The Book of Isis is the 11th chapter of the novel “Metamorphoses” or “The Golden Ass”, written around 180 AD by the Roman author and priest, Lucius Apuleius. The protagonist, Lucius, is transformed into an ass and has to suffer the abuse and depravities of human beings from all stratas of society. The novel is funny, often quite erotic, and was read as pornography throughout the medieval ages, enlightenment ages and Victorian ages.
But to the Roman Apuleius, it was meant as a satire of society and as an allegory of the dreadful fate of the human soul when separated from the divine all-soul. Towards the end of the novel, everything turns when Lucius devotionally puts his trust in the Goddess.
Apuleius was himself an initiate of Isis, the Great Goddess, also called The Saviour Goddess several times in his book. Salvation from the shady existence in Hades, leading to complete oblivion of self, was an important concern of the ancient Mystery religions that flourished in the ancient world long before the Church was even conceived of. Salvation would happen through the love and grace of the Great Goddess if one in life would seek her mysteries and be initiated. Famous philosophers, orators and emperors from the classical ages, such as Socrates, Plato, Plutarch, Cicero, Marcus Aurelius, and Julian (the last pagan emperor who attempted to restore the old religions), were all initiates of the Mysteries of the Great Goddess.
Today, we often mistake goddess worship in the ancient world for “fertility cults” of the home and hearth. The Great Goddess, however, was a pantheist concept of a common All-Soul, a Supreme Being from which all other gods and goddesses and indeed, even the individual souls of living beings, emanate. The initiation into her Mysteries was the return to divine union with the Source of all souls. Men and women from all stratas of society were initiated, often doing pilgrimage from afar to reach a centre of initiation.
No one knows where the Mystery religions began, as they seem to have existed in different places even from prehistoric times, such as in the temple of Demeter in Eleusis, Greece, in the temple of Knossos in Crete, in Ethiopia and Egypt as the Isis religion, in Anatolia as the religion of Cybele the Mother of gods, and even perhaps in the religion of Inanna/Ishtar of Mesopotamia and Canaanite Astarte/Ashera.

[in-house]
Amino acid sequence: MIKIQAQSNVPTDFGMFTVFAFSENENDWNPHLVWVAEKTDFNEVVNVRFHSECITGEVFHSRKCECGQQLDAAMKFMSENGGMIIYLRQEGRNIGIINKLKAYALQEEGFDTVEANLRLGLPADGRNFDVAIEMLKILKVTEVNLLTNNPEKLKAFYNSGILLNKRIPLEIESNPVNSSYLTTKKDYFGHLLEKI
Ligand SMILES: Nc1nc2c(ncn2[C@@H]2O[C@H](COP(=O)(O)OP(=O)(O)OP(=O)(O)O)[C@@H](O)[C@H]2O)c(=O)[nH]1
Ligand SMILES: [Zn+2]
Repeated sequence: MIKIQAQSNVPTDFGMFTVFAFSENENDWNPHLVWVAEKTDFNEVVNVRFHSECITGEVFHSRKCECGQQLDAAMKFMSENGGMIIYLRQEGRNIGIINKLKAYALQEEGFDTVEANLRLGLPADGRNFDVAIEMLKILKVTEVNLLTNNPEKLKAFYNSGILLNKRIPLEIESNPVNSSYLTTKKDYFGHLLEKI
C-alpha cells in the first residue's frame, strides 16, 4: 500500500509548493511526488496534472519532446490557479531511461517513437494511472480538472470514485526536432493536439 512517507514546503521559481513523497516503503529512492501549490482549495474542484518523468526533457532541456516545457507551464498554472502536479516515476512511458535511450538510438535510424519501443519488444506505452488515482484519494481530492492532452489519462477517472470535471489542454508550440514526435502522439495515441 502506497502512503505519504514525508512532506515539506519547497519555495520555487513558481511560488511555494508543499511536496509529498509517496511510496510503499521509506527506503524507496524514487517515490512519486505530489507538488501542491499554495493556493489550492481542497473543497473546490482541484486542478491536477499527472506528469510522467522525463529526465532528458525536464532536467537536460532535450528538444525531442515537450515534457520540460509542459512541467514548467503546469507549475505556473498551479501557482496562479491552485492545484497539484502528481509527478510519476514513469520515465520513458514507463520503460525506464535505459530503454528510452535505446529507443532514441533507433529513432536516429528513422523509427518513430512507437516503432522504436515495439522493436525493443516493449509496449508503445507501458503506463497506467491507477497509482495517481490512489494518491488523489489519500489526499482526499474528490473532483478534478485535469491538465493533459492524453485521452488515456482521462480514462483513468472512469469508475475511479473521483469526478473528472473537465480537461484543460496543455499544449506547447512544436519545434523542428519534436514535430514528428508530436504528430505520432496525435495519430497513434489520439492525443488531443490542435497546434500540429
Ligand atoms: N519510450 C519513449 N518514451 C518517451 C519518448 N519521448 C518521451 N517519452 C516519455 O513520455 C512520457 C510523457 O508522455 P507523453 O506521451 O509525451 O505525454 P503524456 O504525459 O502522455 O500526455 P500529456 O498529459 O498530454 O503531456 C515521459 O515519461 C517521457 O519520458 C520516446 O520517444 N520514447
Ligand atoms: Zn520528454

During the Roman era, when Egypt was an important source of wealth to the Empire, the Isis religion became the most dominant Mystery cult until it was overthrown by the Church.
The Mystery Religions all followed a common mythical formula: That of the dying son-lover-god (or indeed, daughter goddess) rescued by the loving mother-mistress-goddess. This has until recently often been misunderstood as an allegory of the Vegetation God or Sun God that dies and is reborn by the Earth Mother. The initiates of the Mysteries were, however, very clear about what these myths really meant. They were allegories of the human soul that is scattered and lost (the dying god, who, like Osiris, is often chopped into pieces), that experience salvation and restoration to original unity with the divine through the love of the Great Goddess.
These were no fertility cults. Salvation through initiation and the revelation of the secrets of the Great Goddess was at the heart of the mystery cults. As it was carved into the door of the Temple of Demeter in Eleusis: “Beautiful indeed are the Mysteries granted to us by the blessed gods. Death is for mortals no longer an evil, but a blessing.”
The Book of Isis is one of the many classical testimonies for the concept of a supreme, universal, pantheist female deity, worshipped and revered even by the other gods.
I borrowed a bit of imagery for this movie, especially from Aleister Crowley´s Tarot and from Milo Manara´s graphic novel adaption of The Golden Ass.